History of Skiing

The oldest known ski is 7,000 years old. There is evidence that skiing has been a widespread means of transport in the extreme north of Europe and Asia for at least 4,000 years. Primitive skis have been found in Scandinavian bogs, and it is known that the Laplanders were early skiers.

At the Battle of Oslo in 1200, Norwegian troops used skis, and military use of skis was made in other wars, including World Wars I and II. Ski lengths have varied greatly over the centuries, with skis as short as 3 feet (1 meter) being used in 16th century warfare.

Skis were used for military purposes in 1483 by the Russians. They were introduced to central Europe via Austria in 1580, to Greenland in 1722, and to the American continent during the eatiy 18th century, where they were adopted by the Eskimos. In 1759, skiing was featured in an ice festival in Canada. The first ski competition, a military affair, was held in 1767 in Christiania (now Oslo), Norway.

The world's first ski club was organized in Christiania in 1870, and it was the Norwegian Telemark and Christiania turns that made true downhill skiing practicable. In 1880, Norwegian students introduced the sport to Germany, from where it spread rapidly to Austria and Switzerland. By the turn of the century it was a well-established sport both in Norway and in the Alps. Since 1900 the development of downhill skiing has taken place largely in the Alps.

In earlier times skiing was more often a military skill or a means of transportation than a sport. However, it assumed recreational status during the late 19th century, and in the 20th century it became a major winter sport wherever terrain and weather conditions permitted.

In 1862 the first officially recorded ski competition was held near Oslo, and in 1877 the Christiania Ski Club was organized in Norway. An indication of the country's importance in skiing progress is the large number of skiing terms that are in Norwegian. The Christiania (commonly shortened to Christie) designates a high-speed turn with parallel skis. Telemark, a turn in deep snow, and slalom are other skiing terms with Norwegian origins.

Scandinavians were instrumental in introducing the sport to the United States, with skis reported in the Middle West as early as 1840. The first ski club in the United States, eventually known as the Nansen Ski Club, was organized in 1882 in Berlin, N. H., for jumping and crosscountry racing. In 1904 the National Ski Association was formed in Ishpeming, Mich. All the charter member clubs were from the Middle West.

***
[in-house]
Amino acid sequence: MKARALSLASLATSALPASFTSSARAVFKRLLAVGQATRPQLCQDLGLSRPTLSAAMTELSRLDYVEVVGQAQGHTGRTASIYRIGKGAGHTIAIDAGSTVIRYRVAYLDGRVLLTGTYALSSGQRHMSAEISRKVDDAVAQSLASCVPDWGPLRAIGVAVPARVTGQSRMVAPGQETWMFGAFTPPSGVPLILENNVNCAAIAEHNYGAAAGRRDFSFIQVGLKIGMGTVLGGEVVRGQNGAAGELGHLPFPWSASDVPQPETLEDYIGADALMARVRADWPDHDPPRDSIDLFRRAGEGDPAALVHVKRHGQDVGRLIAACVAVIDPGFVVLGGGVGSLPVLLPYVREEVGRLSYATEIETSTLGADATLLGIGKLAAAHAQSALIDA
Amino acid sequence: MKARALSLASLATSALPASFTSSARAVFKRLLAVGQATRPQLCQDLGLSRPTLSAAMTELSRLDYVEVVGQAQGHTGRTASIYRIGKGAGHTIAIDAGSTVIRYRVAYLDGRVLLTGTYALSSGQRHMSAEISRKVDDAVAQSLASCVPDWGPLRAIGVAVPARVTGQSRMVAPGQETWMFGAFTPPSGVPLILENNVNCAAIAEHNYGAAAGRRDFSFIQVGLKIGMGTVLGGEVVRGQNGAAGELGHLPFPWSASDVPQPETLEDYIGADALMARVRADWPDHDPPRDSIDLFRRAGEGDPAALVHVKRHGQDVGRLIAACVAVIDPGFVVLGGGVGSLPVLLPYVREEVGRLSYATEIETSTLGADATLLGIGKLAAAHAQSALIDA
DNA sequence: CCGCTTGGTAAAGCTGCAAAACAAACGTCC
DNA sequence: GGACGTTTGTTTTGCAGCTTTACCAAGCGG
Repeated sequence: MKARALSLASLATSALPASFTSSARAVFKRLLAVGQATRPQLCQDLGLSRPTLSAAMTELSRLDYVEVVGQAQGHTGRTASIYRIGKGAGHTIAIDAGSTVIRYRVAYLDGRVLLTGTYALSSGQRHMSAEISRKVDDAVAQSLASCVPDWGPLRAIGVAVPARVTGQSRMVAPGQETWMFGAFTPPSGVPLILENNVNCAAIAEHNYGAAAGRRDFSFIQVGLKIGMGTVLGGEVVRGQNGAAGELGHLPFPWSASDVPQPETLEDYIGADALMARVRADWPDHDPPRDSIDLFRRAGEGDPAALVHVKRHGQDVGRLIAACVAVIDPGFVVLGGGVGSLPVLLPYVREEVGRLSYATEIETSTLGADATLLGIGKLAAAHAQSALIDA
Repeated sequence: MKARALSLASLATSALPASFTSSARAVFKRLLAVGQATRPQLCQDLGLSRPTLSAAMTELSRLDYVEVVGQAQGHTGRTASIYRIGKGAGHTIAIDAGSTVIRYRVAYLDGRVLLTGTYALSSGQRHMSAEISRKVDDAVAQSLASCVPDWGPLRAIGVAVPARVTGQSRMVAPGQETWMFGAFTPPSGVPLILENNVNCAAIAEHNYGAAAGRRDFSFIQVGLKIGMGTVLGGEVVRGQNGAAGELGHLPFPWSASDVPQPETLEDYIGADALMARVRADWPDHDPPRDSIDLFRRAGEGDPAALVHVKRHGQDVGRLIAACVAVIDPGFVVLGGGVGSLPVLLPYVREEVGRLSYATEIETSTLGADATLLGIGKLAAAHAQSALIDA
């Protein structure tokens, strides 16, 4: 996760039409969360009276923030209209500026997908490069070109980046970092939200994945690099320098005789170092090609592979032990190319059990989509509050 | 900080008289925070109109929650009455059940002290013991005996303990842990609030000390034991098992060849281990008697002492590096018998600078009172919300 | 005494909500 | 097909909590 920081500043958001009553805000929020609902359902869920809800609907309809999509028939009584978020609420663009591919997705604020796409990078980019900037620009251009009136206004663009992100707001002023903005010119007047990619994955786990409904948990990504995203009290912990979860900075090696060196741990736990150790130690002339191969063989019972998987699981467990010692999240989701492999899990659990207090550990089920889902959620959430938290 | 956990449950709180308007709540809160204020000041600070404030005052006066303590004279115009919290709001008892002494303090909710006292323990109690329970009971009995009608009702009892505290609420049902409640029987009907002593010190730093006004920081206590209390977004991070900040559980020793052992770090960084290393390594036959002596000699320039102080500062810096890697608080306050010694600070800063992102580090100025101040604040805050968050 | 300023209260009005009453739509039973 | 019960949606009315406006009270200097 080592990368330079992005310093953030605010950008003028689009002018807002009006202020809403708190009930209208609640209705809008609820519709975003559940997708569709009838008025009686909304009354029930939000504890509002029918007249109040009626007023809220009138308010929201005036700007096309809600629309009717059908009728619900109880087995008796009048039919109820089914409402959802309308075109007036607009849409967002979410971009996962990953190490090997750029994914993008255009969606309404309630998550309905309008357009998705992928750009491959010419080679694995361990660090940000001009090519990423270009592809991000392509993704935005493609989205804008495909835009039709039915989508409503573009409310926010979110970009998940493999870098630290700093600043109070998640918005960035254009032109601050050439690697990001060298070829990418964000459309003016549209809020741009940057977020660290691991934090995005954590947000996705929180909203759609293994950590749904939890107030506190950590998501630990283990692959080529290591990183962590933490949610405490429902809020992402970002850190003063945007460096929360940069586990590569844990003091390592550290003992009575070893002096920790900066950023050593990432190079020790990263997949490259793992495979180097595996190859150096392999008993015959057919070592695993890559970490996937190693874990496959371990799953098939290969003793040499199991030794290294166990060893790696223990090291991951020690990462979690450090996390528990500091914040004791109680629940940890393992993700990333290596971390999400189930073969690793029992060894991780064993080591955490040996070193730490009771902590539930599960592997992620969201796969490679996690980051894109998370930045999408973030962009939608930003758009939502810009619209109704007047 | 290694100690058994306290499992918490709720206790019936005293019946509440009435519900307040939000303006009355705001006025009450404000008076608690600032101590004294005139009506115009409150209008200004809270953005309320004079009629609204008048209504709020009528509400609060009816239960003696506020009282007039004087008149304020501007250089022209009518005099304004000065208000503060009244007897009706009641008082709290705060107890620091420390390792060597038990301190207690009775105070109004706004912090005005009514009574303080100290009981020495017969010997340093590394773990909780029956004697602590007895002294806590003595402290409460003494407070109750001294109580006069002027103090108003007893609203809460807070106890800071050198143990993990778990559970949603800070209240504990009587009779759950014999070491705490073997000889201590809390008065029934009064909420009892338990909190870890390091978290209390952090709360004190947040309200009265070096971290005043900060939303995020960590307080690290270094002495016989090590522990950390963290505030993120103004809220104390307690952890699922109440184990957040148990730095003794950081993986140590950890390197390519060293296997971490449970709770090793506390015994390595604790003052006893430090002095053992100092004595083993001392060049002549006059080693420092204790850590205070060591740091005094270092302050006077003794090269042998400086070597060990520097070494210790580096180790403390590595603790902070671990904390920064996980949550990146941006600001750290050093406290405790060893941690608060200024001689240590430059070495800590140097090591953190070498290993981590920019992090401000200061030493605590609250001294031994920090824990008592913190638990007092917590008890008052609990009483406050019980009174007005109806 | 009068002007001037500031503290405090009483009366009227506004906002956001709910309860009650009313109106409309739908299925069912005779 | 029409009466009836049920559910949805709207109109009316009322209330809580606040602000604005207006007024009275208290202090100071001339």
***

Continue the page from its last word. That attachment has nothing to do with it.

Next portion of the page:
Around 1880 skiing gained popularity in Austria and later in Switzerland, Germany, and France. In the late 19th century many Englishmen became ski enthusiasts during their travels on the Continent. The Ski Club of Great Britain, formed in 1903, became one of the world's largest. In general, West Europeans preferred downhill skiing to the jumping and crosscountry racing favored by the Scandinavians.

Beginning in 1907, Hannes Schneider, an Austrian, began to teach skiing in the Arlberg section of the Alps. His Arlberg technique, which was an improvement of the methods of an instructor named Mathias Zdarsky, became extremely popular after World War I. Schneider taught a crouched style with forward lean that emphasized rotating the body into a turn. Schneider's techniques were relatively easy to learn and were instrumental in popularizing the sport. An additional spur was the development of rope tows, which eliminated the slow, arduous uphill climb and enabled skiers to make many more runs per day.

In North America, eastern Canadian colleges and the Dartmouth Outing Club in the United States made key contributions to early 20th century skiing. In 1931 the first snow train carried members of the Appalachian Mountain Club from Boston to the ski slopes of the White Mountains. This was followed by trains from New York, and many city dwellers were soon taking weekend or vacation excursions to ski resorts. In 1932 the Winter Olympics, held at Lake Placid, N. Y., did much to stimulate interest in the United States. Enthusiasts watched and read about jumping and cross country as well as downhill and slalom racing.

After World War II different types of techniques developed. The Austrians championed the wedeln, which emphasized short, connected parallel turns. Another school stressed counter-rotation of the body while turning. In an attempt to standardize instruction in the United States, the American Ski Technique was worked out and gained acceptance during the 1960's.

By the early 1970's there were approximately 4 million skiers, nearly half of them women, in the United States, compared with a total of 2 million about 20 years earlier. In addition to the traditional ski areas, some of them world famous, many new ski slopes open each year. Artificial snow-making machines supplement normal snowfalls at many ski slopes and have allowed skiing to be introduced into some areas where natural conditions make the sport impossible. The Northeast and Far West, with the advantages of cold winters and mountainous terrain, continue to be the most popular ski areas, but the sport is also growing rapidly in the Midwest, and some trails have been carved out of the mountains in the Southeast. Cross-country skiing, which had been out of favor in the United States, surged in the early 1970's as skiers enjoyed lighter equipment and the freedom from lift lines and .increasingly crowded downhill slopes. Although the most dramatic growth has been in the United States, enthusiasm for the sport has increased in Europe, South America, Japan, and other areas that have suitable conditions. To serve the multitudes of new skiers, the manufacture of skis and other equipment has burgeoned, and resort complexes have multiplied.

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